Last week, I was privileged to speak at the first annual Phoenix eTailers Conference, hosted and organized by e-commerce expert and podcaster Melinda Jackson (http://therivertheranchandthebay.com/radio).
If you are selling merchandise on eBay, Amazon, Etsy or one of the other online retail platforms, here is some state-of-the-art wisdom — and some cutting-edge resources — from speakers at the conference:
"People have been agonizing a lot about Cassini, eBay's new search engine which collects data from listings, feedback, keywords and sales figures to give users better search results. But here's a fact: Last year eBay received over 250 million queries per day, while 3.3 billion searches are conducted each day on Google. Maybe you shouldn't worry so much about Cassini and focus your attention instead on how to get more search engine traffic from Google." — Janelle Elms, founder of the Online Success Institute (www.osirockstars.com).
Janelle's latest information product is "The Home Run Guide," an easy to use e-book (including a special download for Droids, iPhones, tablets and iPads) that will help you separate the junk from the profitable treasures at garage sales, estate sales, rummage sales and thrift stores (www.homerunguide.com).
Another thing eBay sellers are agonizing about, especially if they have an "eBay Store," is the recent announcement that all sellers must conform their store layout to a new design format within the next several months. According to Sally Milo of Milo Design (www.milodesign.com), a Web designer based in Tucson, Arizona, "I expect when the many sellers who've spent hours of their own time or hundreds or thousands of dollars hiring designers to customize their classic eBay stores learn about these changes, there will be a huge outcry from those who want to keep the branding and search engine optimization in place in their stores. Of course, the new store layout is far nicer than the classic layout, but, without custom store pages and links to various eBay pages, the new layout reduces SEO possibilities by far. Most of the customized classic stores I've seen are far nicer (and far better for branding) than the new layout. eBay has said that eventually custom pages will be added into the new (modern) stores and that a link will be added to the banner, but for now, we're in limbo."
Many speakers emphasized the importance of "locking in" exclusive distributor arrangements with key suppliers. Charlene Anderson of Purveyor of All Things Creative (www.purveyorofallthingscreative.com) in Jackson, Wyoming says she is "focusing on sourcing new and exciting products from small, independent manufacturers from both the US and abroad, and reinforcing the relationships I have with my current suppliers. As I have built a reputation in my field it has become easier to source products. Manufacturers are now contacting me to carry their products, instead of me chasing them down and convincing them that selling to an online retailer was a good idea. This is a big change from a few years ago when it was much more difficult to convince suppliers that taking on an online-only store would be mutually beneficial."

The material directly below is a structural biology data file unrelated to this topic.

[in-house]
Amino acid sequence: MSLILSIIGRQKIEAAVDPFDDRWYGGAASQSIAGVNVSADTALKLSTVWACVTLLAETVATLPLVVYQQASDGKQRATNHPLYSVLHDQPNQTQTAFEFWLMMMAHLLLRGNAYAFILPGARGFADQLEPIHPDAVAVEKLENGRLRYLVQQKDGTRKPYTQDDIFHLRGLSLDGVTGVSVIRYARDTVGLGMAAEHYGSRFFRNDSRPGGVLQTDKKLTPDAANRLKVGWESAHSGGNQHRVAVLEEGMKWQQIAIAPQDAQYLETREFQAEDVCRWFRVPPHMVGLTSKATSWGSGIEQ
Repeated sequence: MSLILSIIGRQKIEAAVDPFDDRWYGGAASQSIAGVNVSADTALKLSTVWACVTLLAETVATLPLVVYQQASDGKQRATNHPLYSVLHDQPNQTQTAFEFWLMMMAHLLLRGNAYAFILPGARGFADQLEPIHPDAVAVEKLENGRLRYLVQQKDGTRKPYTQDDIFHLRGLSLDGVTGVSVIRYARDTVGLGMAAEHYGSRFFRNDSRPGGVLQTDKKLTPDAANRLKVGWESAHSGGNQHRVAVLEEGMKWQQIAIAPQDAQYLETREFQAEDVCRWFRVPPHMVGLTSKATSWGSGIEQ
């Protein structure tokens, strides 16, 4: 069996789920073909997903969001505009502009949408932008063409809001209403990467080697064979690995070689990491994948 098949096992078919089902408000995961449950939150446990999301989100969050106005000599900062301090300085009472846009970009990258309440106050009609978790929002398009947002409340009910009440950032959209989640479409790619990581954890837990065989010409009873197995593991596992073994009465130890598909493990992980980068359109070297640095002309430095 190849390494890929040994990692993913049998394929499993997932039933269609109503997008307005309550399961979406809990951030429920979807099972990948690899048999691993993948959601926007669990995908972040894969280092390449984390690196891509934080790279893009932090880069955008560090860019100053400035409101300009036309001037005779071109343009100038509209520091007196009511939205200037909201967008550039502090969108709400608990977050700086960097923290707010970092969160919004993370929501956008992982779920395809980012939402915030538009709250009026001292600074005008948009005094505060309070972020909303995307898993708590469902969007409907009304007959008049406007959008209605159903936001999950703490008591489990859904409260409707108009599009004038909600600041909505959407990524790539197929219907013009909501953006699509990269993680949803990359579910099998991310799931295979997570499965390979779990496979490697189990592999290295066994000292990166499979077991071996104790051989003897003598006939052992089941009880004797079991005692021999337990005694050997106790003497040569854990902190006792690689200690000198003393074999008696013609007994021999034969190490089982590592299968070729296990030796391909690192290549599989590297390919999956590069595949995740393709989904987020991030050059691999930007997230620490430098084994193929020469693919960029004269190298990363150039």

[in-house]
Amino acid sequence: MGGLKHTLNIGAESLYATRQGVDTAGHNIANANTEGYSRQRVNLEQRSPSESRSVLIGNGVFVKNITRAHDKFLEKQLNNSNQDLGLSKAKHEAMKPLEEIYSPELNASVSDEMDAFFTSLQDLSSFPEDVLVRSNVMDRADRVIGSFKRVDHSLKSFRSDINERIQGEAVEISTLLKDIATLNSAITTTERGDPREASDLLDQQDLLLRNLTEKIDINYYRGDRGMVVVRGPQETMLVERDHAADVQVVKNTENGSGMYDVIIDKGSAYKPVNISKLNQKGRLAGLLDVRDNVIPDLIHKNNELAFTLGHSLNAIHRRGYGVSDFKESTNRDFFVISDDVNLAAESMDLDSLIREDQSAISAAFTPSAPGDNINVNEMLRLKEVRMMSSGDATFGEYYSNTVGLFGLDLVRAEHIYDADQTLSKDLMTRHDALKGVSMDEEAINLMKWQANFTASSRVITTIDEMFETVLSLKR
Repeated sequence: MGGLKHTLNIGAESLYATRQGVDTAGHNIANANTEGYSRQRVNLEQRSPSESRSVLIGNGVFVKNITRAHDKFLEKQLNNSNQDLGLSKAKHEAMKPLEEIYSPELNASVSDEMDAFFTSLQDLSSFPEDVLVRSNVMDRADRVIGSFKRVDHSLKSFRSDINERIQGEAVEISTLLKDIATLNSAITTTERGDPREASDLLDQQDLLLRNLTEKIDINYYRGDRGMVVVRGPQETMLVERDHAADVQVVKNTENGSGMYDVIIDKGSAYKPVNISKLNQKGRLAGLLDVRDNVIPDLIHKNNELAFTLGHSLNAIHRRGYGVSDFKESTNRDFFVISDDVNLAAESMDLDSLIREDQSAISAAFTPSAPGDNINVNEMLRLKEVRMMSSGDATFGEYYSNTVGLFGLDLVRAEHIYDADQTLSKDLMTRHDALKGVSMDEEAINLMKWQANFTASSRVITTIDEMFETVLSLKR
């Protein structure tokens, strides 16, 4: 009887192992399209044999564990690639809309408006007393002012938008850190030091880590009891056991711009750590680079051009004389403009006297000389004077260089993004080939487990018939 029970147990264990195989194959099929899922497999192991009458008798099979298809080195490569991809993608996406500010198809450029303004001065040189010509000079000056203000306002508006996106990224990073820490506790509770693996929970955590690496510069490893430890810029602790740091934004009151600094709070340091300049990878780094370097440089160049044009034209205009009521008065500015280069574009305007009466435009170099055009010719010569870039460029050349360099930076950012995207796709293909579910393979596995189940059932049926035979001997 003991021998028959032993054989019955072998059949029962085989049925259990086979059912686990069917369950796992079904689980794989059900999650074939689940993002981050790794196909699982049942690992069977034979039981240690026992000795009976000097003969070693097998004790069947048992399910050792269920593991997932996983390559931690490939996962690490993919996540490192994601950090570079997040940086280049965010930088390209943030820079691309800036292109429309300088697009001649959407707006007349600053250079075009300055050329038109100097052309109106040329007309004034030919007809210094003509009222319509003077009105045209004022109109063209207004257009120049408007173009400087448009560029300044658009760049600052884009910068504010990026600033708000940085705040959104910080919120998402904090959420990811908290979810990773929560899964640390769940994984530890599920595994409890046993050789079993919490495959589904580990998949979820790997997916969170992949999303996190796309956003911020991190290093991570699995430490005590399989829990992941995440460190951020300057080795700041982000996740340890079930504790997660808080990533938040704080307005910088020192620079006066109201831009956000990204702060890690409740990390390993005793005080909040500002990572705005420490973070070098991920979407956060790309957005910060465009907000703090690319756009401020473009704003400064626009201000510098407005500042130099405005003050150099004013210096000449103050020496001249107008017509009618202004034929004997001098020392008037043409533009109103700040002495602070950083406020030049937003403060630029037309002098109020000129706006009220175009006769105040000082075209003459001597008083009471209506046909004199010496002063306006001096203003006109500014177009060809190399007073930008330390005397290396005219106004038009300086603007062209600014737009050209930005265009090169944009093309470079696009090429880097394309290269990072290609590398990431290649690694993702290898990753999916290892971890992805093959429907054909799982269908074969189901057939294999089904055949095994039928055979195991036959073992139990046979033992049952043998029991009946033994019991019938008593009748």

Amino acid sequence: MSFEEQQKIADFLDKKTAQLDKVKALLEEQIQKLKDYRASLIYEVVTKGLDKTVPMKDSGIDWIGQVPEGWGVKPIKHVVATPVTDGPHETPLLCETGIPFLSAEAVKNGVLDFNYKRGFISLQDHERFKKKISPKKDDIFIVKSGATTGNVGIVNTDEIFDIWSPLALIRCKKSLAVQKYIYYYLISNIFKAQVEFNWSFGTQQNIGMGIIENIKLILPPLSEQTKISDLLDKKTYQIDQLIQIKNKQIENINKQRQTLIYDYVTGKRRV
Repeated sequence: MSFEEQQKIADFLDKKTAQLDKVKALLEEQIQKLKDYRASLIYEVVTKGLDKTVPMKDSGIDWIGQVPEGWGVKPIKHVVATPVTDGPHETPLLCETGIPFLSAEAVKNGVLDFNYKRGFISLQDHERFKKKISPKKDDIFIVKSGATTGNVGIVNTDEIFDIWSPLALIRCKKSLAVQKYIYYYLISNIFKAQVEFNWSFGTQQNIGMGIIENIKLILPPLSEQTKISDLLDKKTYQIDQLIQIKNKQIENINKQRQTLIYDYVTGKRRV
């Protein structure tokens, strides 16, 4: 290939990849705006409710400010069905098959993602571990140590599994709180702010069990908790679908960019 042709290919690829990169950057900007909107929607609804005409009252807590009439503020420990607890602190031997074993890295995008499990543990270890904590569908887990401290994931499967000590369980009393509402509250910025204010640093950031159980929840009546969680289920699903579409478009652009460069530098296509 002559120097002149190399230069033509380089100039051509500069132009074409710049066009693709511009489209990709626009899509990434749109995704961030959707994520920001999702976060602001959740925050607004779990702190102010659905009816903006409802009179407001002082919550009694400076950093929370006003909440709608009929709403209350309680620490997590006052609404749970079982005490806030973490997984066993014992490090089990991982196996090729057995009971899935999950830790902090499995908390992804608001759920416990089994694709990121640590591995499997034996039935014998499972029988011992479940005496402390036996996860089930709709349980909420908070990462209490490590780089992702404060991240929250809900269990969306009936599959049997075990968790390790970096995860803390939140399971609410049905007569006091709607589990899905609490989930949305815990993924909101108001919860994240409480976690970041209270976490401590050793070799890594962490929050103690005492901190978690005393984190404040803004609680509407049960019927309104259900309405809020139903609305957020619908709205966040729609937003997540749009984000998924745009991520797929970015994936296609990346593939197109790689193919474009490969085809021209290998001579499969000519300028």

Social media marketing expert John "Colder Ice" Lawson challenged the conventional wisdom that "the customer is always right." Says Lawson: "No way. Impossible. The customer is NOT always right. But, the customer IS always the customer, and the way customers control their wallets matters to your success. They don't have to be right — they're kings."
But, according to Lawson, even the consumer isn't king: "Everyone says the consumer is king, but you know that's true only in one sense. The king controls the purse strings. We've also all heard that in the world of online marketing, content is king. Not true, either. Content is the King's best buddy. He's still important, but no longer does he stand all alone as the ruler of a transaction. So if we rule out the consumer as king and we acknowledge that content is only a best buddy, who IS the King? Context is the King. If you put your content, your information, into the right context and put it in front of the right people at the right time, it translates into commerce. They will buy."
Lawson's latest book, "Kick Ass Social Commerce for e-Preneurs" (BenBella Books, $16.95) was just released this month on Amazon.
Selling successfully on eBay, Amazon and other online platforms may not be enough to build a world-class e-commerce empire. Hernan Charry of website developer Split One Technologies (www.splitone.com), says that "you still need a killer website, especially if you are building a brand. Sooner or later your customers want to know about you, and whether or not you are 'for real.' You can do that to some extent on eBay and Amazon, but it's much easier when you have your own website with the 'dot com' URL. Also, it's the only place on the Web where you can sell stuff and keep 100 percent of the profits you make."
Cliff Ennico ([email protected]) is a syndicated columnist, author and former host of the PBS television series "Money Hunt." This column is no substitute for legal, tax or financial advice, which can be furnished only by a qualified professional licensed in your state. To find out more about Cliff Ennico and other Creators Syndicate writers and cartoonists, visit our Web page at www.creators.com.